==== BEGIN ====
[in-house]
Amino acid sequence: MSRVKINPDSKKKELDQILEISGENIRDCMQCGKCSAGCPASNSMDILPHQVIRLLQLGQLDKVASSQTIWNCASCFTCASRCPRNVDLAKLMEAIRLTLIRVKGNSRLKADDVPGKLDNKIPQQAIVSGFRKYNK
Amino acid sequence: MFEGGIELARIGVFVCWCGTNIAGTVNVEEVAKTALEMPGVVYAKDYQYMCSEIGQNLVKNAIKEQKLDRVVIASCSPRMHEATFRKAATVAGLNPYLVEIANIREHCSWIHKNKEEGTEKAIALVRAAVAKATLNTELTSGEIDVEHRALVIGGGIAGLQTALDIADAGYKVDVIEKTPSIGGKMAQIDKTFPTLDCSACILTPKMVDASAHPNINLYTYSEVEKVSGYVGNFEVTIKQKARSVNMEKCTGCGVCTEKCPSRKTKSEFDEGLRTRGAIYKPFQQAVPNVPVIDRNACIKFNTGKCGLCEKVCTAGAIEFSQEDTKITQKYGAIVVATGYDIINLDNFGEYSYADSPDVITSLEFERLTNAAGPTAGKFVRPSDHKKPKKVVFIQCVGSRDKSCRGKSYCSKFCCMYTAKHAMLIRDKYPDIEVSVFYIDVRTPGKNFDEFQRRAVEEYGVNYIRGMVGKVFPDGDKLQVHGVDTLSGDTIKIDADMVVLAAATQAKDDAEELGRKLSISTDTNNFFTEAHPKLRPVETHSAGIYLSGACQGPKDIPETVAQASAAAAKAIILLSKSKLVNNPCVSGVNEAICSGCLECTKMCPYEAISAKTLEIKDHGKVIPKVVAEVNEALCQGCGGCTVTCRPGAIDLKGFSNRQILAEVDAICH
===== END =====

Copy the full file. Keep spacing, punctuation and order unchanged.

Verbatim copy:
[in-house]
Amino acid sequence: MSRVKINPDSKKKELDQILEISGENIRDCMQCGKCSAGCPASNSMDILPHQVIRLLQLGQLDKVASSQTIWNCASCFTCASRCPRNVDLAKLMEAIRLTLIRVKGNSRLKADDVPGKLDNKIPQQAIVSGFRKYNK
Amino acid sequence: MFEGGIELARIGVFVCWCGTNIAGTVNVEEVAKTALEMPGVVYAKDYQYMCSEIGQNLVKNAIKEQKLDRVVIASCSPRMHEATFRKAATVAGLNPYLVEIANIREHCSWIHKNKEEGTEKAIALVRAAVAKATLNTELTSGEIDVEHRALVIGGGIAGLQTALDIADAGYKVDVIEKTPSIGGKMAQIDKTFPTLDCSACILTPKMVDASAHPNINLYTYSEVEKVSGYVGNFEVTIKQKARSVNMEKCTGCGVCTEKCPSRKTKSEFDEGLRTRGAIYKPFQQAVPNVPVIDRNACIKFNTGKCGLCEKVCTAGAIEFSQEDTKITQKYGAIVVATGYDIINLDNFGEYSYADSPDVITSLEFERLTNAAGPTAGKFVRPSDHKKPKKVVFIQCVGSRDKSCRGKSYCSKFCCMYTAKHAMLIRDKYPDIEVSVFYIDVRTPGKNFDEFQRRAVEEYGVNYIRGMVGKVFPDGDKLQVHGVDTLSGDTIKIDADMVVLAAATQAKDDAEELGRKLSISTDTNNFFTEAHPKLRPVETHSAGIYLSGACQGPKDIPETVAQASAAAAKAIILLSKSKLVNNPCVSGVNEAICSGCLECTKMCPYEAISAKTLEIKDHGKVIPKVVAEVNEALCQGCGGCTVTCRPGAIDLKGFSNRQILAEVDAICH